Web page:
Where Big Belly really fell short, however, was in the side dishes - two are included with each dinner, or sold separately for $1.75 a piece. The BBQ Baked Beans were bland, heavy, and didn't taste especially fresh, moist, or light, while the Spicy 4-Cheese Mac & Cheese turned out to be surprisingly bland, clumpy, and dry - closer to leftovers than any of the other items, most of which seemed like they had just been made. Even when factoring the two types of cornbread in, and considering the so-so Salt Potatoes, Big Belly's clearly a lot better in the meat department than in the sides.
Desperados Barbecue (29 Commercial Street, Angola NY 14006, 716.549.5413). If you haven't heard of Angola, New York, it suffices to say that it's a village of roughly 2,000 people located 40 minutes South of Buffalo. The village describes itself as quaint, but the quiet streets of its small business district offer no indication that there might be impressive stores hiding inside. That's why we were genuinely surprised to walk into Desperados and discover a place that was impressively decorated in keeping with its Old West name, suitable for roughly 100 patrons, maybe more. Off to the left was a bar fit for an old saloon, complete with a cowboy hat-wearing barkeep; to the right was the main dining room, complete with a rolling fireplace, period wooden chairs and tables, and nicely appointed restrooms, all coming together to make a great first impression. We've been in so many crummy-looking barbecue restaurants - some deliberately so - that finding one with some class around here actually comes as a surprise.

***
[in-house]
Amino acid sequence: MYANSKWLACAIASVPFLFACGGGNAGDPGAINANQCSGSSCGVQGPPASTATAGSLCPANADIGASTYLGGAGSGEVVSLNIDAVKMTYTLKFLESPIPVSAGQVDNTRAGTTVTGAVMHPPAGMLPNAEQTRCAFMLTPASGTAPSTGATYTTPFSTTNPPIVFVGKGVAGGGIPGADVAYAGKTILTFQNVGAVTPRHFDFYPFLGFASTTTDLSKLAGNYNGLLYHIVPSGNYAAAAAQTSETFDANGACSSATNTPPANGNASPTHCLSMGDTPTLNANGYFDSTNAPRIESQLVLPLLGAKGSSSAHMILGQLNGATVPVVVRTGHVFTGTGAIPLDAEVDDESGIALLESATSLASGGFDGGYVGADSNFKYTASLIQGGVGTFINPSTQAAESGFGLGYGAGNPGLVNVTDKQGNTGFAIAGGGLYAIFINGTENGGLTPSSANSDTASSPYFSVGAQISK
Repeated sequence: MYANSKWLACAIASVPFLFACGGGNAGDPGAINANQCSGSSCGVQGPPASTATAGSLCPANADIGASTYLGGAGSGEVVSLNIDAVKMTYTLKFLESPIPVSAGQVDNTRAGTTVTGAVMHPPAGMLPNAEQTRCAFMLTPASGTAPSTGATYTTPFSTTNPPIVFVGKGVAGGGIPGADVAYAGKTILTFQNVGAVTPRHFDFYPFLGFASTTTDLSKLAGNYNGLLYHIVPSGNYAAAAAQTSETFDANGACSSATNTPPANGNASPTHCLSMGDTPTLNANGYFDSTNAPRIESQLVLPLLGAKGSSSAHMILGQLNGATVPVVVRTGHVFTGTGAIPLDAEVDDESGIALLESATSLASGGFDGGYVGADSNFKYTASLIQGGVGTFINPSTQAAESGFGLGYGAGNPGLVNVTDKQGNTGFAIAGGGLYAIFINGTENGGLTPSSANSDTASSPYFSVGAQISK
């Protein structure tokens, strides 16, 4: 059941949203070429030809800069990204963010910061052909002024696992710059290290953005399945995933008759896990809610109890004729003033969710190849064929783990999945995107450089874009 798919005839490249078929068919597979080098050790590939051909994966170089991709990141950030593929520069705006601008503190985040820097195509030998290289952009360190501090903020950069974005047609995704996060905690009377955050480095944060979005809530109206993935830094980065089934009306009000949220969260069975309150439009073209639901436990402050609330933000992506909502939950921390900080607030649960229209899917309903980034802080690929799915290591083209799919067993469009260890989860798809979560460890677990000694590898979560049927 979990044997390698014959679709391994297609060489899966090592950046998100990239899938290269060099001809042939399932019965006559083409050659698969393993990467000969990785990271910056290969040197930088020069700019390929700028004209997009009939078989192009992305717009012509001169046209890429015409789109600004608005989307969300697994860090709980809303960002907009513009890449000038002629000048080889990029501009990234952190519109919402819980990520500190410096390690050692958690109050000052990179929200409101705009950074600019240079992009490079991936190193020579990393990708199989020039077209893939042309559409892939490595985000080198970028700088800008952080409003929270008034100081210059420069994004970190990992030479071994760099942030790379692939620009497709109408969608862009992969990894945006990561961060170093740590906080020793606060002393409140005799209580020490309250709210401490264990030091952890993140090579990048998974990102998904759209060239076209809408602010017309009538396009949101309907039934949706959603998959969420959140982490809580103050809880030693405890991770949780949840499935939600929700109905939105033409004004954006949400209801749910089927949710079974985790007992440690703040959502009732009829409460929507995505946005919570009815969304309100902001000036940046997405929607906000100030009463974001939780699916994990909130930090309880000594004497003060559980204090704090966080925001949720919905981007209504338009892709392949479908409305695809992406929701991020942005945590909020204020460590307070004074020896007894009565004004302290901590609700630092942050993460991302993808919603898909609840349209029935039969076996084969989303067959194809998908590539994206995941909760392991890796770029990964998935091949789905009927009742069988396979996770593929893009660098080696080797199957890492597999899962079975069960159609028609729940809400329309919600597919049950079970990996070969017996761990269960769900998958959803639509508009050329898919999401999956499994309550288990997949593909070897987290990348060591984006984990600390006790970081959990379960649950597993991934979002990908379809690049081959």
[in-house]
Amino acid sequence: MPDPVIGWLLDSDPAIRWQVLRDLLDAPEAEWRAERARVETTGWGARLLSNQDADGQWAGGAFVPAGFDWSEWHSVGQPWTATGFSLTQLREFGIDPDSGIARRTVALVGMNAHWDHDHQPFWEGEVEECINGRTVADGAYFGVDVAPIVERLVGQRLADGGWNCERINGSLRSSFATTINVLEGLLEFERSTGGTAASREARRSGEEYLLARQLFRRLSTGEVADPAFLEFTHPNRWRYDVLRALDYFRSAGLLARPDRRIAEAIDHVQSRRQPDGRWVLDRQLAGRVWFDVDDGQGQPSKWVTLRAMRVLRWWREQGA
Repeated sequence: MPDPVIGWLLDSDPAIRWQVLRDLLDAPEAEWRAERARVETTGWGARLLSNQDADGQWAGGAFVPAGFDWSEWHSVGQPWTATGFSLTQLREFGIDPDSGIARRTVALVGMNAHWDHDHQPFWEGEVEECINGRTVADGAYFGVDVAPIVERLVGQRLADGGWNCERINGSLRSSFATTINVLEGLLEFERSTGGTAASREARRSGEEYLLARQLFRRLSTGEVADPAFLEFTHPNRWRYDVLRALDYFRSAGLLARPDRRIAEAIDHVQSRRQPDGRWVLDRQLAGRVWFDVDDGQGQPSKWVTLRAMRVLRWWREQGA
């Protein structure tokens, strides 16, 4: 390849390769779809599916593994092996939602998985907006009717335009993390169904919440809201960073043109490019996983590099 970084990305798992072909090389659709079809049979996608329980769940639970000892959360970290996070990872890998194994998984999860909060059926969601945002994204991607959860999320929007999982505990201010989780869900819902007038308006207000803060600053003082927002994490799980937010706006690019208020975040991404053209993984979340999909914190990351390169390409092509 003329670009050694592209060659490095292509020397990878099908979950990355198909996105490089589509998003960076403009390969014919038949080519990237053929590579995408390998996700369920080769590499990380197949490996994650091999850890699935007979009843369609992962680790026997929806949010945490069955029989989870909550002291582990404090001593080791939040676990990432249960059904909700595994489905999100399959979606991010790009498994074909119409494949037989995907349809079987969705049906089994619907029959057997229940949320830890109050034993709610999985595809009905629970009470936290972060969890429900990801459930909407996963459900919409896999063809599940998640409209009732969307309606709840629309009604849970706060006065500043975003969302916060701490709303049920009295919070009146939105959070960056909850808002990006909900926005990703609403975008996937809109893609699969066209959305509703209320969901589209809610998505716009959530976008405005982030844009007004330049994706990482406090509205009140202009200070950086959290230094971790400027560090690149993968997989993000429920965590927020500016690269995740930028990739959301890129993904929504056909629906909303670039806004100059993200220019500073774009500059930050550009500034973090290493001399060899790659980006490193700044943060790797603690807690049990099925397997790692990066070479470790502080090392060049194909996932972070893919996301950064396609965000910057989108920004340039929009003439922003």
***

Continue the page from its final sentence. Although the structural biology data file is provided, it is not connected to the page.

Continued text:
Desperados' menu isn't deep, but it's broader than Big Belly's; the larger restaurant offers a wide array of desserts, birch beer by the glass or pitcher, and extra sides to choose from. Our meal started off on the wrong foot with the Buffalo Wing Chicken Soup ($2.25/cup, $3.25/bowl, $4.75/large bowl), a creamy soup with shredded chicken wing meat, plus a bottle of Frank's Red Hot on the side. Without that hot sauce, no one would have had any idea this wasn't a standard Cream of Chicken; even with it - a lot of it - it was sort of iffy. Other appetizer and side options included chili, a house salad, and corn pudding, the latter of which we sampled and really liked. Served as a square, it was softer, moister, and seemingly fresher than Desperados' corn bread, plus packed with corn kernels. It was sweet enough to be a dessert, but worked well alongside the saltier entrees. Since Desperados sells corn bread as a side, we ordered it, too, and thought it was okay - a little dry, even by comparison with Big Belly's - but we both preferred the smaller, less buttery State Fair Salt Potatoes and Homemade Mac and Cheese to the versions at Big Belly BBQ. Overall, we'd give Desperados a slight advantage on side dishes.